There's nothing you can do about these kinds of people, except ignore them. Engaging with them is a waste of time because they're not willing to be reasoned with. (In this they're rather like the religious fundamentalists they so often claim to be the polar opposite of.)

Ultimately it's about the difference about being constantly offensive versus a few off-the-cuff comments. The former are not and should not be welcome on Stack Overflow, the latter are only human. Everyone says something insensitive every now and again, but that doesn't mean we should be pre-emptively censoring in case that one person is "triggered".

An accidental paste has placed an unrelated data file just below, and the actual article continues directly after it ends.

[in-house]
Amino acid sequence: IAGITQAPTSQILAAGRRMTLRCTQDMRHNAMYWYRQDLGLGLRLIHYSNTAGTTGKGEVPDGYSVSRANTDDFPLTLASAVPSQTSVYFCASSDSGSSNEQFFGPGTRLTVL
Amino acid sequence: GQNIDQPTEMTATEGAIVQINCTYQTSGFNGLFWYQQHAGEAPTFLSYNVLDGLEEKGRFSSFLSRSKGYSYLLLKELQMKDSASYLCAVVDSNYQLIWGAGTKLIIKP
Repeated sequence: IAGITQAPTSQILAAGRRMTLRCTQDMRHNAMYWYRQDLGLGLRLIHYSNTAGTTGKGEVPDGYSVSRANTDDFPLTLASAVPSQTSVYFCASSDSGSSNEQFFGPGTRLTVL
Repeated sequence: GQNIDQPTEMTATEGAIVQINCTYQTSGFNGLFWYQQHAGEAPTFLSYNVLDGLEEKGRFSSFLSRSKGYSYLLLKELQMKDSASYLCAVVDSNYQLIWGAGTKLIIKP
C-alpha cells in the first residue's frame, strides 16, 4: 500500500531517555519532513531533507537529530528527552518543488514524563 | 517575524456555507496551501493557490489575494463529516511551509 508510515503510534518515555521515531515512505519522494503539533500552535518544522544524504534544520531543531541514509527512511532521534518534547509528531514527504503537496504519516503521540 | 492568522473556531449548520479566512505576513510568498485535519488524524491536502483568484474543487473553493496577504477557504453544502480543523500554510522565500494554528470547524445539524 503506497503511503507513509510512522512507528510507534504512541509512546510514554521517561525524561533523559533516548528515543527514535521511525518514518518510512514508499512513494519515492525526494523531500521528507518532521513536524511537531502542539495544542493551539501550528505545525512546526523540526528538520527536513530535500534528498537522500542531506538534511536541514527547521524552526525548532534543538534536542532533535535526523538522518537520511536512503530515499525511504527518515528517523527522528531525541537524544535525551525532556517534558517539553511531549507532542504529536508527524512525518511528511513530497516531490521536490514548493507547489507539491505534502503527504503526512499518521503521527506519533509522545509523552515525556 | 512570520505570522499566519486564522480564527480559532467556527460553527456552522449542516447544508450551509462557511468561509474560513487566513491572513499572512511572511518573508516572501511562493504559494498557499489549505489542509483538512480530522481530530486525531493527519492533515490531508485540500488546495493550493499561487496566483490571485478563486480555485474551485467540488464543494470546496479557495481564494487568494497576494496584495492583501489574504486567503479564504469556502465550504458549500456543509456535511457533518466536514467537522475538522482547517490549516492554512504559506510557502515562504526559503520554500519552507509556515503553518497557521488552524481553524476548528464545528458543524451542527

• 2
    "Everyone says something insensitive every now and again, but that doesn't mean we should be pre-emptively censoring in case that one person is "triggered"." This sums up my point of view pretty well. – Cerbrus Nov 19 '15 at 9:11
  • 2
    Being brush and abrasive is one thing - everyone has bad days. Using what someone is, or something about them in a manner that demeans, marginalizes or ridicules them is something that polite people should endeavor to avoid, and appreciate being called out on if they inadvertently do it. – Tim Post Nov 19 '15 at 12:04
3

In my opinion it's a disturbing trend on the internet as a whole, striving to and going to great lengths as to not offend anyone. I'm fine with taking extra measure not to wherever it is admissible and does not remove valuable content, but the amount to which it happens is becoming increasingly concerning, for me at least.

Now on SO, I feel like it's not a big issue at the moment. We certainly have people who get offended at everything, but the silent consensus still seems to be "nobody cares" in general.